Nonprofit, nonpartisan journalism. Supported by readers.

Community Voices features opinion pieces from a wide variety of authors and perspectives. (Submission Guidelines)

Has your doctor disappeared?

It’s been nearly two years since I saw a doctor who knows me. And I think I may be seeing a trend.

ann bauerAnn Bauer

I have excellent, relatively inexpensive, employer-sponsored health insurance, for which I am immensely grateful. Even so, I’m having a hard time getting decent primary health care. In fact, it’s been nearly two years since I saw a doctor who knows me. And I think I may be seeing a trend.

In 2004, I became a patient of a wonderful GP. Myra was in her 50s, a tiny, delightful good witch of an allopathic practitioner. She approached my care like one might a garden: She poked around curiously, spent a lot of time gazing at the sun, and leaned against a wall as she talked. I can count on one hand the number of times I left her office with a prescription; Myra’s style was to recommend hot, salt baths or homemade garlic remedies or lots more sex.

On one of the worst days of my life — when I had to accompany my son with autism from the group home where he’d been living to a locked psych ward — Myra went with us to do the pre-admission exam. She moved around my miserable, brain-broken boy and laid her hands on him, as if she were performing unction. After he’d left with his keepers, she stayed with me while I sobbed.

I wouldn’t say Myra and I were friends, but I knew all about her children. I had given her inscribed copies of my books. So it came as a jolt when I received a letter from her clinic, informing me that Myra was leaving the practice effective the following week.

Article continues after advertisement


Myra never sent a letter of her own explaining; she simply vanished. And I worried that perhaps she’d had a health crisis of her own, but there was no way to find out. The clinic manager recommended I switch to the young woman they’d recently hired, which I did for a while.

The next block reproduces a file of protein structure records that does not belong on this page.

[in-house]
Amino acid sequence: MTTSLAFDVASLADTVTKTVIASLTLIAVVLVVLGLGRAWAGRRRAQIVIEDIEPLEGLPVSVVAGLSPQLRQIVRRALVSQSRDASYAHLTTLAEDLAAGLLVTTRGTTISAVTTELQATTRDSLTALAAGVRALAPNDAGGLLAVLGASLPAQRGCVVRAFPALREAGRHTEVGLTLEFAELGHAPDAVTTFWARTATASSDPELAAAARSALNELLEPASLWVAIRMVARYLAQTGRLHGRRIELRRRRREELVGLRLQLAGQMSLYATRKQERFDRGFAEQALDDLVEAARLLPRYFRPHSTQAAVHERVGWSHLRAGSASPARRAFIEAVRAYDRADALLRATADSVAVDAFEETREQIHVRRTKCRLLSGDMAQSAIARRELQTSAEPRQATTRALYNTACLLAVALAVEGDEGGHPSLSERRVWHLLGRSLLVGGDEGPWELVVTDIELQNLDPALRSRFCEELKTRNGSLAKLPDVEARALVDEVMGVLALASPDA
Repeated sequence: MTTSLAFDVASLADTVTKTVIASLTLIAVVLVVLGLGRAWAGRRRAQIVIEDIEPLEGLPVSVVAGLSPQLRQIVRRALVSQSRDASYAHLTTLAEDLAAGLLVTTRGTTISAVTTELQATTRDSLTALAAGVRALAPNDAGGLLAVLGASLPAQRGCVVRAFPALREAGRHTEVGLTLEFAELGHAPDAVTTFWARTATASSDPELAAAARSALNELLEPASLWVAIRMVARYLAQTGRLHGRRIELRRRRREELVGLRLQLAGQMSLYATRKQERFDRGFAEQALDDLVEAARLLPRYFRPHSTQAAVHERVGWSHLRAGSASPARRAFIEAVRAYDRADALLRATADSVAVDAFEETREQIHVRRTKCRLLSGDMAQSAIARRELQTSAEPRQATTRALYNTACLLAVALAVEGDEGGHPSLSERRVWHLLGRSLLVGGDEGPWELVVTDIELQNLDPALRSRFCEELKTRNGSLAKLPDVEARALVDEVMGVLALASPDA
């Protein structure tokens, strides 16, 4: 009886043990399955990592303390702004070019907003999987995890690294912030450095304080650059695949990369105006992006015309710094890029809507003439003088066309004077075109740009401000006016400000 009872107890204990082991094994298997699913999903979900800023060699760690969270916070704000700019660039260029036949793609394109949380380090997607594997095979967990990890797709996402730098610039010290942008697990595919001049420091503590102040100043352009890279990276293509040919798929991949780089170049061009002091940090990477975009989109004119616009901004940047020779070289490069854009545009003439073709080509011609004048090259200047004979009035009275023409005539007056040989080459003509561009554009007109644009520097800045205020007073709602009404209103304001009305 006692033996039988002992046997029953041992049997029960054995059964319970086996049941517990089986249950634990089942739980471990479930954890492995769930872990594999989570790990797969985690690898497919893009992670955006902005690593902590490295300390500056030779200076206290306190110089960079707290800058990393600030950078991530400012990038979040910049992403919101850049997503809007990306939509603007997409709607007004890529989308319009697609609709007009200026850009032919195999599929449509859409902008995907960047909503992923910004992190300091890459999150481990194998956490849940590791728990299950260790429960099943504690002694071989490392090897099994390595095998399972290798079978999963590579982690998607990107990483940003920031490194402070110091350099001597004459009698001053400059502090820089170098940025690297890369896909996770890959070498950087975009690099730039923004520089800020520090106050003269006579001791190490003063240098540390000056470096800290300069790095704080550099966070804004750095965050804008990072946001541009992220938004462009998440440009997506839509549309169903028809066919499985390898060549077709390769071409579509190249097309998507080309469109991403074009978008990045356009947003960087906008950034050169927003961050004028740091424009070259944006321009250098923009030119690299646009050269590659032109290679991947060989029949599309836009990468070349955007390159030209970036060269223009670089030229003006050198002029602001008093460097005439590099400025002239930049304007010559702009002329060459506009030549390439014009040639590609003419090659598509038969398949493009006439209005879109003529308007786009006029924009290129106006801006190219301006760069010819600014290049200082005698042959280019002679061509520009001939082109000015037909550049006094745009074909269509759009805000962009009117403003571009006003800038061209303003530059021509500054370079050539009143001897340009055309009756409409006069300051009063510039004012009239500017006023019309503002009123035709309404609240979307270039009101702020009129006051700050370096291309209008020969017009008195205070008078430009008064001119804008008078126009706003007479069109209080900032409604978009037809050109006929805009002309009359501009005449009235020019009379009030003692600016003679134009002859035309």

The new doctor was nice, but Myra’s polar opposite. She asked me a series of questions, rapid-fire, her head bent over a form. Before I left, she handed me a sheaf of prescriptions, every one to answer some idle response I’d made (heartburn every once in a while; a little hayfever; yes, trouble sleeping). On my way out the door, I threw them all in the trash.

Then I had a brilliant idea: my gynecologist! A lot of women use OB/Gyn’s for their primary care. Problem solved.

On the day of my appointment, I filled out the paperwork, was weighed, and showed to a room. Then I waited for an hour and a half. By the time the doctor rushed into the room, red-faced with hurry, I had just 20 minutes to get to a meeting. We talked briefly and agreed to call this an office visit. I would reschedule the physical because my insurance would pay for only one per year.

But on the new date I got a call saying my doctor had been called away. Appointment three, I again sat in a room waiting. This time, after 45 minutes, I heard a conversation in the hall. I poked my head out. It was my doctor, consulting at length with a woman in a white coat who seemed lost.

I ducked back in, assuming I was next. But no. My doc finished her conversation then turned and headed toward a room down the hall. After waiting another half hour, I put on my clothes and left.

The following month, when I had some sinus trouble, I made an appointment through one of the clinics near my office. The woman I saw was funny and helpful and slow to treat.

“Crazy question,” I said as I gathered my things to leave. “Are you, by chance, taking new patients? I’m looking for a primary care provider …”